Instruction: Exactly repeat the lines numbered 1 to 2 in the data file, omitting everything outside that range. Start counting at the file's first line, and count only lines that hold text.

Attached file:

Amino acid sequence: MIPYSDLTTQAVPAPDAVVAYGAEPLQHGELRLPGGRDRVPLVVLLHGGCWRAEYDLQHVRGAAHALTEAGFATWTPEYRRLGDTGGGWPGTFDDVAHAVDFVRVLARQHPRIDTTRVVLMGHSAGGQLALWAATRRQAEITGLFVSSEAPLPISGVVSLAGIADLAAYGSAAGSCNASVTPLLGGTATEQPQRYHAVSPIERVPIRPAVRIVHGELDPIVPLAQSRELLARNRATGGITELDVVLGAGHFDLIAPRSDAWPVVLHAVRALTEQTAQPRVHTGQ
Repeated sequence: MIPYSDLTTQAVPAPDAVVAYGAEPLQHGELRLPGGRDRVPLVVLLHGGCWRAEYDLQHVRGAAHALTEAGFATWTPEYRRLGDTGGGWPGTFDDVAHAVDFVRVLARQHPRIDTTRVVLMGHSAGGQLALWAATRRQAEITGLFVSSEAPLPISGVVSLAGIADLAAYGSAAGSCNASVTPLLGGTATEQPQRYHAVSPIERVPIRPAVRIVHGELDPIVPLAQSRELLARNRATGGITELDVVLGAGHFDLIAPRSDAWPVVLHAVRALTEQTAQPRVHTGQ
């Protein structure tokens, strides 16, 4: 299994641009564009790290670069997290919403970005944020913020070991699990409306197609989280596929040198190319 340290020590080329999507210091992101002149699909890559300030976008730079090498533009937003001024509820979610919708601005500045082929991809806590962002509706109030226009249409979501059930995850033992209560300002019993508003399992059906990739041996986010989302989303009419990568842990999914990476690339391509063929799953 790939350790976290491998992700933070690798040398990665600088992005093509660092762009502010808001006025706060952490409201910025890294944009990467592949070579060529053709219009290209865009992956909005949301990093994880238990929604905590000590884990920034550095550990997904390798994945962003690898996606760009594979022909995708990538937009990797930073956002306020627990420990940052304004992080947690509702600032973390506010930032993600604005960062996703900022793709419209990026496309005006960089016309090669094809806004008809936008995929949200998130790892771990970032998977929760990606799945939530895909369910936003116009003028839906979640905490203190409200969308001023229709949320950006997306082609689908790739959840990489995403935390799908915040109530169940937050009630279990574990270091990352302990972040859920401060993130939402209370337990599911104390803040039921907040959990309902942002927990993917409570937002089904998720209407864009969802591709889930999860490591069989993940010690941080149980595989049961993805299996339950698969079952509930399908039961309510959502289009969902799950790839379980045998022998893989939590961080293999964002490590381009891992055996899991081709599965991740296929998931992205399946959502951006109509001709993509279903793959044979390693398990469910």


Amino acid sequence: MIPYSDLTTQAVPAPDAVVAYGAEPLQHGELRLPGGRDRVPLVVLLHGGCWRAEYDLQHVRGAAHALTEAGFATWTPEYRRLGDTGGGWPGTFDDVAHAVDFVRVLARQHPRIDTTRVVLMGHSAGGQLALWAATRRQAEITGLFVSSEAPLPISGVVSLAGIADLAAYGSAAGSCNASVTPLLGGTATEQPQRYHAVSPIERVPIRPAVRIVHGELDPIVPLAQSRELLARNRATGGITELDVVLGAGHFDLIAPRSDAWPVVLHAVRALTEQTAQPRVHTGQ
Repeated sequence: MIPYSDLTTQAVPAPDAVVAYGAEPLQHGELRLPGGRDRVPLVVLLHGGCWRAEYDLQHVRGAAHALTEAGFATWTPEYRRLGDTGGGWPGTFDDVAHAVDFVRVLARQHPRIDTTRVVLMGHSAGGQLALWAATRRQAEITGLFVSSEAPLPISGVVSLAGIADLAAYGSAAGSCNASVTPLLGGTATEQPQRYHAVSPIERVPIRPAVRIVHGELDPIVPLAQSRELLARNRATGGITELDVVLGAGHFDLIAPRSDAWPVVLHAVRALTEQTAQPRVHTGQ